COLUMN: Raising rates not the answer

Opening a utility bill of late can be a harrowing experience. Ever increasing electricity rates, escalating water rates, delivery charges on delivery charges. All can make one wish Canada Post would cut service to three days a week just to get a break from the bad news.

Even when you do your best to lower your usage, it is not enough. Spend a couple of hundred dollars to change out your light bulbs, use less heat, or air conditioning. All lower what you use, but it’s not enough. The bill arrives and surprise, your hard work has netted you a higher bill.

While Cornwall has seen users have a two-year freeze on electricity rates, the rest of Ontario has had dramatic increases year-over-year. Water systems that are consumption-based continue to increase, look at the 10 per cent increase in South Dundas passed in July.

To be clear, the consumption-based model is still the fairest method to bill people. If you use 20 cubic meters of water one month, and your neighbour uses 40, you should pay for what you use, not subsidize others. The issue with consumption-based billing is conservation doesn’t help your wallet. Use less, pay more.

Raising rates to deal with funding woes in utility systems is akin to plucking the low hanging fruit. It is easy to raise rates. Anyone can do that. In fact that is all politicians and administrators do. There are two keys to fix the escalating costs: control costs; and grow the user base.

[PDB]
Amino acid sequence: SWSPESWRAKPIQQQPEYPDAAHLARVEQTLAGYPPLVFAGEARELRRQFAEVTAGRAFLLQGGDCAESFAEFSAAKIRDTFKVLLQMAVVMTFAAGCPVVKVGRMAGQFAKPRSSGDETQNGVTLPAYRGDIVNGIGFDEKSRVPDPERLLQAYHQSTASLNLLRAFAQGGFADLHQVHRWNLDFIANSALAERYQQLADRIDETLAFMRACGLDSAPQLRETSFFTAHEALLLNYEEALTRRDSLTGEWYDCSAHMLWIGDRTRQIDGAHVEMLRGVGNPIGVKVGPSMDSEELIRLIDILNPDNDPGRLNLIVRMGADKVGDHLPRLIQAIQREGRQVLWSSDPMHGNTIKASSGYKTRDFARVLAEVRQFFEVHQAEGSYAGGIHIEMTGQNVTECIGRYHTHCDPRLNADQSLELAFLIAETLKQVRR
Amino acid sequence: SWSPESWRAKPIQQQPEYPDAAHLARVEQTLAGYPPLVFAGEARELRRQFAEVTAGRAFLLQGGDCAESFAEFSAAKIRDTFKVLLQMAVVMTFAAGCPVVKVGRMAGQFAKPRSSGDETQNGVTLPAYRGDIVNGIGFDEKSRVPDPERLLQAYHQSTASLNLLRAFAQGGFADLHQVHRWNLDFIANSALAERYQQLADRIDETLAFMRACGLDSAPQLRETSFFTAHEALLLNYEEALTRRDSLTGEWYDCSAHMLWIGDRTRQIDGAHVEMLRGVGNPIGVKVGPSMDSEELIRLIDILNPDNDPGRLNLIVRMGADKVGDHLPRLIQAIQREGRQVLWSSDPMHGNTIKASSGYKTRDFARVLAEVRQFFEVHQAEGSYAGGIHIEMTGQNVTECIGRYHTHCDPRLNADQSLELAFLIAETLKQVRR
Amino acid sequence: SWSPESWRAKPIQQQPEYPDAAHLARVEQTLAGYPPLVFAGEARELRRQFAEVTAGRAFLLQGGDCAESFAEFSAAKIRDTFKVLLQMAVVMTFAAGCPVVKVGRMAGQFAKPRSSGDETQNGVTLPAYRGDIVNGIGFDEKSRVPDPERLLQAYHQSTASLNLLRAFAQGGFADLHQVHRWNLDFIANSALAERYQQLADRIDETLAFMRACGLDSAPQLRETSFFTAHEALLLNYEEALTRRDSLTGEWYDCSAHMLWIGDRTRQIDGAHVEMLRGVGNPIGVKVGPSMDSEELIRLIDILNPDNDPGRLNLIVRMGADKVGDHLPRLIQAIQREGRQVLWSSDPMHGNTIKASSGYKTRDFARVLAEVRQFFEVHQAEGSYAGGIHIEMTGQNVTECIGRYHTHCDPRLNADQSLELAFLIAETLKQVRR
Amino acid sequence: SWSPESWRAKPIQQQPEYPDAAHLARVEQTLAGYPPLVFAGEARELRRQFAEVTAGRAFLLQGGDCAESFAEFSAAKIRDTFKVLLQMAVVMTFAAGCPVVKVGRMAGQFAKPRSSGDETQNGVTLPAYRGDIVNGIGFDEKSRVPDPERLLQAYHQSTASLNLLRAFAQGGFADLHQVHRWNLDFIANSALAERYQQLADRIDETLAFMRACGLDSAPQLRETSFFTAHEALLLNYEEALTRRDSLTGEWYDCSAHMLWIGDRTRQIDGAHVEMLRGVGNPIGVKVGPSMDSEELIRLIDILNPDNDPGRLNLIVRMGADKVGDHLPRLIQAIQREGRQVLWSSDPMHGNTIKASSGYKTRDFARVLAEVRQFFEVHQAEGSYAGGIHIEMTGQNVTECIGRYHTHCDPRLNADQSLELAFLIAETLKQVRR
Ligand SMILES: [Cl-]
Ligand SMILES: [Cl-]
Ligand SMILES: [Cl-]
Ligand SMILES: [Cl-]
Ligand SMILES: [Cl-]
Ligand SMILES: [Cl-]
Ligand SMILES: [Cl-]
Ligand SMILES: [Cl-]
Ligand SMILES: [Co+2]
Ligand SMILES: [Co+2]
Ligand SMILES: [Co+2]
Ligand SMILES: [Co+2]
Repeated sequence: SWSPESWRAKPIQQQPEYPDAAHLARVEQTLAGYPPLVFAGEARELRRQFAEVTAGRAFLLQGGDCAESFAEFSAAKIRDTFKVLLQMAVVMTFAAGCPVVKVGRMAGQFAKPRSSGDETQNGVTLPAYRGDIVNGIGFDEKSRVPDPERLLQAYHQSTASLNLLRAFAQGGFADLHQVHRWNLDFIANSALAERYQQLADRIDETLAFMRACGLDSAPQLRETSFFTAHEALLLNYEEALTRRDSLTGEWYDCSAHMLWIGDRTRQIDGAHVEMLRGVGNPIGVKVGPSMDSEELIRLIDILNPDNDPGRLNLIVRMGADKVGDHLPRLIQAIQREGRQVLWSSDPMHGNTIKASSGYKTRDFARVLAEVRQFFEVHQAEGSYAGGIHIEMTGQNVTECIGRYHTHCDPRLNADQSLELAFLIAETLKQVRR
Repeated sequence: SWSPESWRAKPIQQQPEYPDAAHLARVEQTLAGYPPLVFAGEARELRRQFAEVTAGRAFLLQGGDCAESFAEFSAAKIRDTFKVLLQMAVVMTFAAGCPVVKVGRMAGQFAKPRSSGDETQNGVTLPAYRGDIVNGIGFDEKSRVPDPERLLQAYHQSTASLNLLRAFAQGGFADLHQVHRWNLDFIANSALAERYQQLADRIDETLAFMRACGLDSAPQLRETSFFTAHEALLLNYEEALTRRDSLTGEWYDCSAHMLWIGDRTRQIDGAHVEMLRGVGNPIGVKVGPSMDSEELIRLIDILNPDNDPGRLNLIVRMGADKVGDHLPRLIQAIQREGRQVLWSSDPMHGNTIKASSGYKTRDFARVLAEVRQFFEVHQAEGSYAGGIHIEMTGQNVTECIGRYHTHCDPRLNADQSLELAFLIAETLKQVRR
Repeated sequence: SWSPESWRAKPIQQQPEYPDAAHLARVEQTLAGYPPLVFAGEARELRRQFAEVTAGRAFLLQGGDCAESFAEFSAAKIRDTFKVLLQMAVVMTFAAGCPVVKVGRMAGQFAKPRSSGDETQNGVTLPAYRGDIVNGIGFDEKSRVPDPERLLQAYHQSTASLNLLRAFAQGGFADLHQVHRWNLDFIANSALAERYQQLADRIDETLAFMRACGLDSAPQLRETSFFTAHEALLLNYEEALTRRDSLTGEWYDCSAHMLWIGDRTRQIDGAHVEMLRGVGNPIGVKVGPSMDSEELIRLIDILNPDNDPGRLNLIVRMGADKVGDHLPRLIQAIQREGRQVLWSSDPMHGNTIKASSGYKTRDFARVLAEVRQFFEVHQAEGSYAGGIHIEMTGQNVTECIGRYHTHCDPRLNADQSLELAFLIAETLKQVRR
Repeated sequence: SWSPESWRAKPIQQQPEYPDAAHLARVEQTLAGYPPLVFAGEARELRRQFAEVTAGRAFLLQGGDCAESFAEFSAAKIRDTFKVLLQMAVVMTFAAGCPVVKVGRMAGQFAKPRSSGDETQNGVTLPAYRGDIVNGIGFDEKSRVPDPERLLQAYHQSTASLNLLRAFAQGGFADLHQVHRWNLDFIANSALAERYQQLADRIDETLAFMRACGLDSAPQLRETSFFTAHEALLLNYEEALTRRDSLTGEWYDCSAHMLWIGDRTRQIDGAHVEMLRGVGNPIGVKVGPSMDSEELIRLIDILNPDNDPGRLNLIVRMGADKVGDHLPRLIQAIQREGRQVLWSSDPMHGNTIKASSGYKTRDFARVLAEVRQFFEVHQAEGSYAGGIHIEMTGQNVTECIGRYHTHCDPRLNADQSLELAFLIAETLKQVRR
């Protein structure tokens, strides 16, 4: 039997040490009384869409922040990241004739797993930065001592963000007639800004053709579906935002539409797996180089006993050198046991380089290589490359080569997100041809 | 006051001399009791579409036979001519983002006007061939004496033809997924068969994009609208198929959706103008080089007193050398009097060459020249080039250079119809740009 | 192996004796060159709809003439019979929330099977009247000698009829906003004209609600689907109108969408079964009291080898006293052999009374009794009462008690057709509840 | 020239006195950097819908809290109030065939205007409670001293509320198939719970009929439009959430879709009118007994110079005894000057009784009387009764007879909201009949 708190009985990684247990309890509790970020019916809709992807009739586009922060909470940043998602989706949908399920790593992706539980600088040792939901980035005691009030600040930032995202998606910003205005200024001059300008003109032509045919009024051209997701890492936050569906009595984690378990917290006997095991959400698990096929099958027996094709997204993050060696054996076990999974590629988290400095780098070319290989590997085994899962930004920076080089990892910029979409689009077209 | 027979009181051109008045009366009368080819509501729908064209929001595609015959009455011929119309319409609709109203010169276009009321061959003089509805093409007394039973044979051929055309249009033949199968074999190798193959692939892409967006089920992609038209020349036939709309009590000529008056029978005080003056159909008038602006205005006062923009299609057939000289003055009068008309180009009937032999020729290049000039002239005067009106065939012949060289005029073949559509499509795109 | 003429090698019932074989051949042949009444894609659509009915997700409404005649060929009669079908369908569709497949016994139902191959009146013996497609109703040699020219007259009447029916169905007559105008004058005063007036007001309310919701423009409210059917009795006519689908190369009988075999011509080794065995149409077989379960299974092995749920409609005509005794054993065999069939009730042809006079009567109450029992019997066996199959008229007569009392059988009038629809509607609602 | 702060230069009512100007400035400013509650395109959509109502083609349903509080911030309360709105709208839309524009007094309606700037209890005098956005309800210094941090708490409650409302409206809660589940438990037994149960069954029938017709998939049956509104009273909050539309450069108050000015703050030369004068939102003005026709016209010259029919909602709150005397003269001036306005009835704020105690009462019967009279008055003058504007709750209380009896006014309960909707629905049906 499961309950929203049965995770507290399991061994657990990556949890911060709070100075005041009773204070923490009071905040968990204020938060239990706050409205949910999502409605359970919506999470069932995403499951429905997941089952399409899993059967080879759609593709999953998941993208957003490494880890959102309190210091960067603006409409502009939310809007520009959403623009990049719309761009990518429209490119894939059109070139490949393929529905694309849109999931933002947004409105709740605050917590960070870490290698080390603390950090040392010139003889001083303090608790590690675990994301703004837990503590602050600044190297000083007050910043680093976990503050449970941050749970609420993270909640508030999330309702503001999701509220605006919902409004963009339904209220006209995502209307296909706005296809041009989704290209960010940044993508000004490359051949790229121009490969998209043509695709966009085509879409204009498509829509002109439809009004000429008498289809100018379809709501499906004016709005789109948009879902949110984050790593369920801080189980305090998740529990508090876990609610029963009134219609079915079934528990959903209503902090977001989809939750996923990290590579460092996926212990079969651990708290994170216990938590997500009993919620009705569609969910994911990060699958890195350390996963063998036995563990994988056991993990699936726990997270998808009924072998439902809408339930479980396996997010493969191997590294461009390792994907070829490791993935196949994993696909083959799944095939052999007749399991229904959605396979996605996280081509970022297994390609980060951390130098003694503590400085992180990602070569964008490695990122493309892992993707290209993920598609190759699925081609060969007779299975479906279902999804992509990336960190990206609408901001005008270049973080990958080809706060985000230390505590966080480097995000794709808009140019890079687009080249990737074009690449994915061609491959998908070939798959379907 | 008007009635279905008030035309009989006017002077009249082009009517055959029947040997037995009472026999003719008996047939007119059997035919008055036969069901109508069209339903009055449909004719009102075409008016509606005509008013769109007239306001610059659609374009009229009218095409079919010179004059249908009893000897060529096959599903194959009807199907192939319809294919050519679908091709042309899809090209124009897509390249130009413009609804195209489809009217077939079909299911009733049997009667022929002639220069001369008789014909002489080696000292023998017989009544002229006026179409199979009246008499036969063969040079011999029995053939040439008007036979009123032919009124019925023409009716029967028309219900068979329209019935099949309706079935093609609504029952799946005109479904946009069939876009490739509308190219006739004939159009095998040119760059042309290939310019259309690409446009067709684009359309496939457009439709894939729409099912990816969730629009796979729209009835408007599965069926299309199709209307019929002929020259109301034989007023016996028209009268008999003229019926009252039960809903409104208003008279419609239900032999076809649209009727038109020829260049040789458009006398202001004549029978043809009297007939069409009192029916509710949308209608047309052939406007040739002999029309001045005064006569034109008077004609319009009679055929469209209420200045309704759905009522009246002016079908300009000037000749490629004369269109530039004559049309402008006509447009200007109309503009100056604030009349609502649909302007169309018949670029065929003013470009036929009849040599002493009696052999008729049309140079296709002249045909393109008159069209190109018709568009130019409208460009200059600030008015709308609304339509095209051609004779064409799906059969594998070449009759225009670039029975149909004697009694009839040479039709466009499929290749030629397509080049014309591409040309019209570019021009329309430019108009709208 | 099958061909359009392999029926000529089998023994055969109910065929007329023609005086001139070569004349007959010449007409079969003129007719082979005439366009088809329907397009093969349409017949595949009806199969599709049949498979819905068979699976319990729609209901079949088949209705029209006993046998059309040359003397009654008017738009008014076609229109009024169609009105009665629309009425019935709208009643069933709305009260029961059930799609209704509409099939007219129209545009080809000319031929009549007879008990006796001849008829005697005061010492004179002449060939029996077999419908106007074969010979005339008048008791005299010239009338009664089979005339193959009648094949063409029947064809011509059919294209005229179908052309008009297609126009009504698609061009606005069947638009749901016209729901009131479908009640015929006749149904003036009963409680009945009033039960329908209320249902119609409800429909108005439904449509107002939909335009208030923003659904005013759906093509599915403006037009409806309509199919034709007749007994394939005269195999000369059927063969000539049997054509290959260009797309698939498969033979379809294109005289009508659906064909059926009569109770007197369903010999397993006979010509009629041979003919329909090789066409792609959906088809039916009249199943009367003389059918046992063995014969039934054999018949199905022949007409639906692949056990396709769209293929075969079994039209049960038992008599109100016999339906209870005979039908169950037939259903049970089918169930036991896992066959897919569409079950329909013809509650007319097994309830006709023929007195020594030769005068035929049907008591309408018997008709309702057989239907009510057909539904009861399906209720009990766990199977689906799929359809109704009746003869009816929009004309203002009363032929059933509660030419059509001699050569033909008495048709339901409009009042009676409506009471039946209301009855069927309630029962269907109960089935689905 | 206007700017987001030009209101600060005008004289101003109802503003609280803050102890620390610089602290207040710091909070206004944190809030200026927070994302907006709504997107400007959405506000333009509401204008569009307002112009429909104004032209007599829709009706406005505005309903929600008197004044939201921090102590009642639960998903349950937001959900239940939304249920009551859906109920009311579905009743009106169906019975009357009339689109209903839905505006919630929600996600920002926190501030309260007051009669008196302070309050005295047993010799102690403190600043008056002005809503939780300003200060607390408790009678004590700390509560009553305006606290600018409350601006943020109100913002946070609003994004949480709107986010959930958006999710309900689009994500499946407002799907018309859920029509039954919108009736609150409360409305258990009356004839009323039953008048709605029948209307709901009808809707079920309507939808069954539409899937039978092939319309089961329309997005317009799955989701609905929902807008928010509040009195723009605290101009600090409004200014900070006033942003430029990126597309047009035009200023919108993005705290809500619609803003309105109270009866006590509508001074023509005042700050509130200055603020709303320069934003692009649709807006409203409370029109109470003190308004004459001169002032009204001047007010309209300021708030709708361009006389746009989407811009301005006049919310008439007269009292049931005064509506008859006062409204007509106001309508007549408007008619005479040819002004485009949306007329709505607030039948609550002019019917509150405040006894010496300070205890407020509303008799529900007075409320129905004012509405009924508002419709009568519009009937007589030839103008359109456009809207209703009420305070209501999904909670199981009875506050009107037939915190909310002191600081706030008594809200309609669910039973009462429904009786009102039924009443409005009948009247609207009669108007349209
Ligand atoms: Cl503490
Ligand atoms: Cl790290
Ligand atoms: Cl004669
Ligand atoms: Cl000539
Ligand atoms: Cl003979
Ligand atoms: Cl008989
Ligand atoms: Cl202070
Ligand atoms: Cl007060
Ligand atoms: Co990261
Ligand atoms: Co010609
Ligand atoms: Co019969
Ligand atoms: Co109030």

The cost to operate utilities needs to be reigned in. Not just by a little, but a lot. Look at the Ontario electricity system. The government legislated itself to buy electricity from higher-priced sources first over less expensive ones. Why buy electricity from Hydro Quebec for cheap, when the government can subsidize solar farms and pay more? No where does this make sense. Whatever the utility, it has to operate doing the most it can, with the minimal expense to the user.

Cutting costs is harder than raising rates. Just as rates can only increase so much, there is only so far one can cut. This leads to the bigger need, growth.

Growing the user base requires effort to bring new business and people to a municipality, region or province. Not just plans, or making plans to plan, or consultants reports. Real action. Talk is cheap, but wasting time is not. If the cost to operate water infrastructure goes up by six per cent per year, then the user base of that system needs to grow by at least three per cent. This keeps increases to a minimum and spreads the cost of the utility across more users.

This doesn’t just apply to utilities, municipal taxation has the same issue, especially in rural areas.

Allowing costs to go up while not tackling costs and growth is a disservice to the users of the utility. It shows a lack of leadership and hard work by administrators and elected officials, who forgot what the role of a public utility or government is.

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